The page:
After the Deitch Disaster, LA MOCA needed to make an impeccable choice for its next director. Instead, it’s made a flawed one.
Philippe Vergne, director of the Dia Art Foundation since 2008, does have a lot going for him—deep, impressive curatorial credentials, including distinguished work at the Walker Art Center, where he was deputy director and chief curator, “organizing more than 25 international exhibitions as well as artist residencies and the Herzog & de Meuron facility expansion,” as described in MOCA’s announcement.
What’s more, Vergne is clearly a favorite of artists—a big plus at an institution that has always prided itself as being artist-centric. Under Jeffrey Deitch‘s embattled directorship, MOCA famously ran afoul of its four artist-trustees, who all resigned. All four—John Baldessari, Barbara Kruger, Catherine Opie and Ed Ruscha—served on the 14-member director’s search committee and sang Vergne’s praises in MOCA’s four-page press release.
All well and good. But now, show me the money.
Cognizant that one of the chief beefs against Deitch was his deficiences as a fundraiser, MOCA praised Vergne, in its celebratory announcement, for his “strong fundraising skills,” without providing any details about what he had actually raised. The main fundraising he’s publicly known for at Dia is raking in proceeds from the more than $38.4 million (the total from the more important of two auctions) in deplorable deaccessions that occurred this November at Sotheby’s. These included all the foundation’s works by Twombly—an artist highly regarded by Dia’s founders. They made their extreme displeasure publicly known, and even briefly sued the foundation, in an effort to stop the sale.
How are potential MOCA donors of money and art going to have confidence in a director with such a high-profile record of violating key benefactors’ wishes?
Also undermining confidence in MOCA’s choice is its announcement’s failure to provide any specifics about Vergne’s claimed success at fundraising for Dia’s capital projects. I sent a follow-up query asking for further details and was issued this boilerplate reply by both MOCA and Dia (the source of the statement):
Dia is in a silent phase of its campaign, but is extremely heartened by the fundraising to date and the commitment of its Board.
As detailed in last night’s NY Times scoop by LA-based Jori Finkel (erstwhile of the LA Times) and NYC-based Randy Kennedy, one of Vergne’s top goals since he arrived five years ago was “to build a new space on West 22nd Street [in NYC], on the footprint of one of two exhibition spaces [Dia] used to occupy in Chelsea.”
But, as the Times states, here’s what happened:
In 2011 it [Dia] paid $11.5 million for a small building near the site. But in more than three years since the announcement, ground has not been broken and Dia has made no statements about progress on a capital campaign.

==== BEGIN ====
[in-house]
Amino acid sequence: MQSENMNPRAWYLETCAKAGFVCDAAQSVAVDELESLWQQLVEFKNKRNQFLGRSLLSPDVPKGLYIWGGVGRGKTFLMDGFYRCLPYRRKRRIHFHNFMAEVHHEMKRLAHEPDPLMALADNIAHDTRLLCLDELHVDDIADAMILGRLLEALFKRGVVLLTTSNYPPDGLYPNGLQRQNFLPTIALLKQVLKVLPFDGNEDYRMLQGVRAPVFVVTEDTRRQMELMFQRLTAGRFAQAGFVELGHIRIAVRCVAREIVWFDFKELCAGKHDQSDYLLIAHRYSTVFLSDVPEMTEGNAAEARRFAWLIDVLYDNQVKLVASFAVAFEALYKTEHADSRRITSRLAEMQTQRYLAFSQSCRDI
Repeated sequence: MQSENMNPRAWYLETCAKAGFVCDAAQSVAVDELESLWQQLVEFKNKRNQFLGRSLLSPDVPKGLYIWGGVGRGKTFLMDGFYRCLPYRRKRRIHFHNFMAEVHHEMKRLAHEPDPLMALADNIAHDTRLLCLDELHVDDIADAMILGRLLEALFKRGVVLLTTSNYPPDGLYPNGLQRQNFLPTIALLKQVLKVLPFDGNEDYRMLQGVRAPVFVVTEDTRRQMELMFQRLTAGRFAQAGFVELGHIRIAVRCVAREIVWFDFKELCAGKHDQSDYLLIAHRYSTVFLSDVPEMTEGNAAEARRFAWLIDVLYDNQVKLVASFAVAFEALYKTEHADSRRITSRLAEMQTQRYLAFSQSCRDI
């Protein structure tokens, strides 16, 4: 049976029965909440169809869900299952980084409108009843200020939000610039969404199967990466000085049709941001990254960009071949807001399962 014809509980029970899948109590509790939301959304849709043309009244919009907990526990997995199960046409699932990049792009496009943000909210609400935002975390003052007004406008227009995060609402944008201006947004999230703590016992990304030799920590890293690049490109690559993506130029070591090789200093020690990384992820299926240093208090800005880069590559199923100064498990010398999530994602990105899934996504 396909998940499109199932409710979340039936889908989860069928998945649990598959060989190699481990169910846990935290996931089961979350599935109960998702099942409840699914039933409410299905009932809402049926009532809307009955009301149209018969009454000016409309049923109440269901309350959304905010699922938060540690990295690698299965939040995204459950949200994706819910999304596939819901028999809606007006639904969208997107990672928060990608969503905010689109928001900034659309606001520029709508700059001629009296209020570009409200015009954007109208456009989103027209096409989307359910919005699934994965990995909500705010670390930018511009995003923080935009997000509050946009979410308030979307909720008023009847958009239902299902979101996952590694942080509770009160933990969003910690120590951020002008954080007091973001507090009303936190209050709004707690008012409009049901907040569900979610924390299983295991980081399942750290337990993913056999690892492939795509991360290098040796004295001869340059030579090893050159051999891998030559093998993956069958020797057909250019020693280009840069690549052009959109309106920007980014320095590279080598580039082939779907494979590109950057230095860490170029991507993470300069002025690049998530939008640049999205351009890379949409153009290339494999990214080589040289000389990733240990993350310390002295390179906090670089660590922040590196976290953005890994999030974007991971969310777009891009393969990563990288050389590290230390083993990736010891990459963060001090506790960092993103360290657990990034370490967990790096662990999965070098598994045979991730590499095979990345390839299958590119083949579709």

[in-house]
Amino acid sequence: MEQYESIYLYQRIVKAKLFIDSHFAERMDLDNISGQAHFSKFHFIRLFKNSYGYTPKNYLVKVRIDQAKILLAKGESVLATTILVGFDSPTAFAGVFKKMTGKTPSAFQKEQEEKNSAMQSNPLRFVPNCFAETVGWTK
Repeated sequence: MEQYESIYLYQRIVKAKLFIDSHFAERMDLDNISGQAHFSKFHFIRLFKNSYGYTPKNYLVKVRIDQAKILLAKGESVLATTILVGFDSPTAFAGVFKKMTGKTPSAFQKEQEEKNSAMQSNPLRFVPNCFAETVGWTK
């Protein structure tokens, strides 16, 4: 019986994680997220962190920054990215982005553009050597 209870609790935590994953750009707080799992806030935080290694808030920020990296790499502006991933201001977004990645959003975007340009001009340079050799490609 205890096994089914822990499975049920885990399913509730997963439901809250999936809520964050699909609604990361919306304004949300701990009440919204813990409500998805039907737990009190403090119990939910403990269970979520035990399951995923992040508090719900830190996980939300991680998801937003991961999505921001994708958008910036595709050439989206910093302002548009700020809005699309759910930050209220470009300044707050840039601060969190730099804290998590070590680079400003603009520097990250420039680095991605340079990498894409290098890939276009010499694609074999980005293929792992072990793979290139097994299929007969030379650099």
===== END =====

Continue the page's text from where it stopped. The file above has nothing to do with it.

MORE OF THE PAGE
It may be, as Vergne asserts in Dia’s press release today announcing his departure, that “all of the building blocks have been put in place by the Board for Dia to return to New York City” and that Dia “is on the cusp of an exhilarating new era.” But the lack, so far, of any details about that era’s financial or programmatic underpinnings gives cause for concern.
We can only hope that Vergne won’t use his vaunted “fundraising skills” to offload important works from MOCA’s core collection from major donors, including classic contemporary works by the likes of Pollock, Rothko and, yes, Twombly.
“Dia cannot be a mausoleum,” Vergne famously told Carol Vogel of the NY Times in justifying last fall’s sell-off at Sotheby’s. My fear is that he might monetize important older works at MOCA to feed his appetite for the new. When I directly asked a MOCA spokesperson today if that might be the case, she unequivocally replied, “No.”
Still, Vergne’s comments quoted in the LA Times article about his new gig gave me additional cause for concern about his priorities:
My vision is to commit to the most experimental artists of our time, but also to contextualize their work within a broader context. And I think MOCA’s collection is one of the best to contextualize that kind of experimentation.
Are the august forebears of today’s artists going to be relegated to the subsidiary role of contextualizers? I hope the answer is no.
The other big question is whether Vergne’s got the goods to revitalize MOCA’s emaciated staff and exhibition schedule. Even NY Magazine critic Jerry Saltz, a Vergne admirer, worries about his “sparse track record” at Dia. His most high-profile initiative was Thomas Hirschhorn‘s Gramsci Monument in the South Bronx last year (to which I gave a mixed review).
Meanwhile, although no dates have yet been set for Vergne’s departure from Dia or his arrival at MOCA, Charles Wright has already been named Dia’s interim director, effective immediately. He served as Dia’s director from 1985-1994.
I hope so.